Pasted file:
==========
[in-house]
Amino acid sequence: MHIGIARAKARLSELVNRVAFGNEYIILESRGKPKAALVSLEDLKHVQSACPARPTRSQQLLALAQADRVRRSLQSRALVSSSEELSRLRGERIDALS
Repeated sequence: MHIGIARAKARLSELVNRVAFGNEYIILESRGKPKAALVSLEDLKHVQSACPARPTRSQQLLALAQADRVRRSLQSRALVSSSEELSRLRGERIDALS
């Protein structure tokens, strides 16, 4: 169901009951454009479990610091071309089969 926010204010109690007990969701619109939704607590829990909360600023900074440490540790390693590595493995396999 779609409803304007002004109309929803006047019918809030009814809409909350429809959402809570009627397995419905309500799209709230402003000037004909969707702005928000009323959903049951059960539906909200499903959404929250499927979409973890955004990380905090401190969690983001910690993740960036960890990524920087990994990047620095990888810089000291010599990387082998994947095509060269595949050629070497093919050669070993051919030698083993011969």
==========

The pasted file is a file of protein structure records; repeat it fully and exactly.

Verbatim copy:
[in-house]
Amino acid sequence: MHIGIARAKARLSELVNRVAFGNEYIILESRGKPKAALVSLEDLKHVQSACPARPTRSQQLLALAQADRVRRSLQSRALVSSSEELSRLRGERIDALS
Repeated sequence: MHIGIARAKARLSELVNRVAFGNEYIILESRGKPKAALVSLEDLKHVQSACPARPTRSQQLLALAQADRVRRSLQSRALVSSSEELSRLRGERIDALS
């Protein structure tokens, strides 16, 4: 169901009951454009479990610091071309089969 926010204010109690007990969701619109939704607590829990909360600023900074440490540790390693590595493995396999 779609409803304007002004109309929803006047019918809030009814809409909350429809959402809570009627397995419905309500799209709230402003000037004909969707702005928000009323959903049951059960539906909200499903959404929250499927979409973890955004990380905090401190969690983001910690993740960036960890990524920087990994990047620095990888810089000291010599990387082998994947095509060269595949050629070497093919050669070993051919030698083993011969």